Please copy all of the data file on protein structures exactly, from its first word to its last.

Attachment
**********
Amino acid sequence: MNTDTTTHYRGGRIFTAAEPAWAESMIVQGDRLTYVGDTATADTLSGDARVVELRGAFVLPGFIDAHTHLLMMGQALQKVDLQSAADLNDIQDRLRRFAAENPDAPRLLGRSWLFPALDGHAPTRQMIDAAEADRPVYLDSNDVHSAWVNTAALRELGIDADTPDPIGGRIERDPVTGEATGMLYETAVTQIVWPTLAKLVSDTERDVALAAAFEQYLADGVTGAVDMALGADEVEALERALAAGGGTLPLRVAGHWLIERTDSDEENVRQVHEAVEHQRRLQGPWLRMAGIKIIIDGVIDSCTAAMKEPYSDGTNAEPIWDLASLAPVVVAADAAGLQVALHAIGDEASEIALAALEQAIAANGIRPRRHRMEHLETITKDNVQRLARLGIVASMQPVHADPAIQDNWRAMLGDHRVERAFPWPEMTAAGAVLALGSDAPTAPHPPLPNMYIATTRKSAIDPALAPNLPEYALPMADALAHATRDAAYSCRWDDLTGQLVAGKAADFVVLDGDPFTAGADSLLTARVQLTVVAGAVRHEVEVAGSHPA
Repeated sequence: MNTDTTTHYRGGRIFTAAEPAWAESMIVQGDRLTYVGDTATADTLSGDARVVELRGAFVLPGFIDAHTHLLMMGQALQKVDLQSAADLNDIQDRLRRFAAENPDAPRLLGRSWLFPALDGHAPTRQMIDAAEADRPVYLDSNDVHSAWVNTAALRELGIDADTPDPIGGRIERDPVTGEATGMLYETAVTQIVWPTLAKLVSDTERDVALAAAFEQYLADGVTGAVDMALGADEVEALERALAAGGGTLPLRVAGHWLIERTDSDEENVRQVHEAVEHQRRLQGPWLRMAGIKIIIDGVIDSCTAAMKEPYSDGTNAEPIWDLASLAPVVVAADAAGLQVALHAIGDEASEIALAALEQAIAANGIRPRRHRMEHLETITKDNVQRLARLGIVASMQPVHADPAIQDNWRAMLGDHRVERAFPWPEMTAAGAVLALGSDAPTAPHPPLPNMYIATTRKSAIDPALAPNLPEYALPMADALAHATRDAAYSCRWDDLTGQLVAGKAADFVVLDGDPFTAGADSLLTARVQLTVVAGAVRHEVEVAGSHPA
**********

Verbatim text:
Amino acid sequence: MNTDTTTHYRGGRIFTAAEPAWAESMIVQGDRLTYVGDTATADTLSGDARVVELRGAFVLPGFIDAHTHLLMMGQALQKVDLQSAADLNDIQDRLRRFAAENPDAPRLLGRSWLFPALDGHAPTRQMIDAAEADRPVYLDSNDVHSAWVNTAALRELGIDADTPDPIGGRIERDPVTGEATGMLYETAVTQIVWPTLAKLVSDTERDVALAAAFEQYLADGVTGAVDMALGADEVEALERALAAGGGTLPLRVAGHWLIERTDSDEENVRQVHEAVEHQRRLQGPWLRMAGIKIIIDGVIDSCTAAMKEPYSDGTNAEPIWDLASLAPVVVAADAAGLQVALHAIGDEASEIALAALEQAIAANGIRPRRHRMEHLETITKDNVQRLARLGIVASMQPVHADPAIQDNWRAMLGDHRVERAFPWPEMTAAGAVLALGSDAPTAPHPPLPNMYIATTRKSAIDPALAPNLPEYALPMADALAHATRDAAYSCRWDDLTGQLVAGKAADFVVLDGDPFTAGADSLLTARVQLTVVAGAVRHEVEVAGSHPA
Repeated sequence: MNTDTTTHYRGGRIFTAAEPAWAESMIVQGDRLTYVGDTATADTLSGDARVVELRGAFVLPGFIDAHTHLLMMGQALQKVDLQSAADLNDIQDRLRRFAAENPDAPRLLGRSWLFPALDGHAPTRQMIDAAEADRPVYLDSNDVHSAWVNTAALRELGIDADTPDPIGGRIERDPVTGEATGMLYETAVTQIVWPTLAKLVSDTERDVALAAAFEQYLADGVTGAVDMALGADEVEALERALAAGGGTLPLRVAGHWLIERTDSDEENVRQVHEAVEHQRRLQGPWLRMAGIKIIIDGVIDSCTAAMKEPYSDGTNAEPIWDLASLAPVVVAADAAGLQVALHAIGDEASEIALAALEQAIAANGIRPRRHRMEHLETITKDNVQRLARLGIVASMQPVHADPAIQDNWRAMLGDHRVERAFPWPEMTAAGAVLALGSDAPTAPHPPLPNMYIATTRKSAIDPALAPNLPEYALPMADALAHATRDAAYSCRWDDLTGQLVAGKAADFVVLDGDPFTAGADSLLTARVQLTVVAGAVRHEVEVAGSHPA